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At the same time, I have a little sympathy for the point made by the noble Lord, Lord Geddes. I am just of the age group that was affected by smoking. It was still the case that a cigarette was a social tool; it was something that you were expected to do. Indeed, when it came to chatting up girls, it was said that you must smoke because you could offer a cigarette or a light. Smoking was integrated into our social background. I have a little sympathy for those who have been told to do something, and then the norm they have been trained to accept—the drug habit they have acquired—is removed. They are now told that smoking is bad, and they should not do it because they are affecting other people.

But that is the only ground that I can see for not giving full support to the Bills. Indeed, there are really no grounds; it is just an excuse for people to oppose the Bill. We are going through a process that allows detailed scrutiny of the Bill and these things can be argued out for ever. Indeed, the noble Lord, Lord Naseby—who is no longer in his seat—spoke about the vast cost of QCs. The vast cost to the NHS is a pretty handy come back to that. QCs will have to be paid only once or twice—I do not think we will get away with once—but if smoking continues we will pay for it through the tax bill for a long time.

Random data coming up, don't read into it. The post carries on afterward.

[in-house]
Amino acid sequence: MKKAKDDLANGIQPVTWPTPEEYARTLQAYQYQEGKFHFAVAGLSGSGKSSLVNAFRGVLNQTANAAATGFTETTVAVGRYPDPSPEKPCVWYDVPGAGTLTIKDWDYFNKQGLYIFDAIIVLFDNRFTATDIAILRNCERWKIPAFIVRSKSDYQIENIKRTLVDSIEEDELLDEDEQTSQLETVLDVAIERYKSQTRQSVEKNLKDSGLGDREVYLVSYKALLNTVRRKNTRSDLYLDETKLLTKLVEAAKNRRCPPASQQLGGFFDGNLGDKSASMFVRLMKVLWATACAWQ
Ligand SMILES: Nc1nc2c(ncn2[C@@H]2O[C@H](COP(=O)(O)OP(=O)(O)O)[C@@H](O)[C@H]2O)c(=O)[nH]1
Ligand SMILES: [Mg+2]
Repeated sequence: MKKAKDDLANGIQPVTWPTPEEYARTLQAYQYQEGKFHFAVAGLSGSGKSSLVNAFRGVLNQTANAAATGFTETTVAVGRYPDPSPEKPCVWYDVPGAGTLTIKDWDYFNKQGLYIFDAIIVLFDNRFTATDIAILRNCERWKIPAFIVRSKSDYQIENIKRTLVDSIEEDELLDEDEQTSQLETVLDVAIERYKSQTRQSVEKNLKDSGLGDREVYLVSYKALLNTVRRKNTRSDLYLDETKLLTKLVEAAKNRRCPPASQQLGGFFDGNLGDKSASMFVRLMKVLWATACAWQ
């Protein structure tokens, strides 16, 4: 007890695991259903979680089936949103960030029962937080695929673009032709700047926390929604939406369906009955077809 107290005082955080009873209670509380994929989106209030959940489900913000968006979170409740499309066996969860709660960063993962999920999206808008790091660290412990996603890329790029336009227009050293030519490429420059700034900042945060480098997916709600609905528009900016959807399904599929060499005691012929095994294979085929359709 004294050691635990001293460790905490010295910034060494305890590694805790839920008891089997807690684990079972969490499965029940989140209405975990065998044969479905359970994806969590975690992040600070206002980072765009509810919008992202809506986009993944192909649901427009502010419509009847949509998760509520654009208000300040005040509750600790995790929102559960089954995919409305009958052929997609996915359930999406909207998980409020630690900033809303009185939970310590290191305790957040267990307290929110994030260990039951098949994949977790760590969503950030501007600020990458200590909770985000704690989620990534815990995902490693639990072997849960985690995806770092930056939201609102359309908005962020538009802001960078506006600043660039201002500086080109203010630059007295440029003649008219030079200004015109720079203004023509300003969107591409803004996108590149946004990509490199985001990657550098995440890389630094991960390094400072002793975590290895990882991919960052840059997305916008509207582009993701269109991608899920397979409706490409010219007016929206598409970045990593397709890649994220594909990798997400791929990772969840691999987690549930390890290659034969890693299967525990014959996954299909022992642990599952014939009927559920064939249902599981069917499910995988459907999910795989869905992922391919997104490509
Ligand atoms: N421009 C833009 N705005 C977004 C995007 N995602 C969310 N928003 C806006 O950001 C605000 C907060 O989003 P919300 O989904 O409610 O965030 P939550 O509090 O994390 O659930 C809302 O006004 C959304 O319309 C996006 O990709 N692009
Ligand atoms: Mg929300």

We must make sure these Bills go forward. They will really stop the ingestion of an addictive, damaging drug through smoking. I hope that this House will get the Bill through and will make sure it is a real kick to the Government to make sure that they follow it to its conclusion.

8.16 pm

Lord Chan: My Lords, I congratulate the noble Lord, Lord Stratford, on his interesting maiden speech. I look forward to hearing from him on other occasions. I also congratulate the noble Lord, Lord Faulkner, and my noble friend Lady Howarth on putting forward these Private Bills, which I support.

I intend to focus on recent surveys of residents in Liverpool and the north-west, especially Wirral, to support a smoke-free Liverpool. Liverpool has one of the worst death rates from smoking-related diseases in the United Kingdom. More than 1,000 people die every year. As mentioned by the noble Lord, Lord Faulkner, Liverpool is the lung cancer capital of the United Kingdom according to public health observatories. It is not surprising that the city wants to get rid of that title.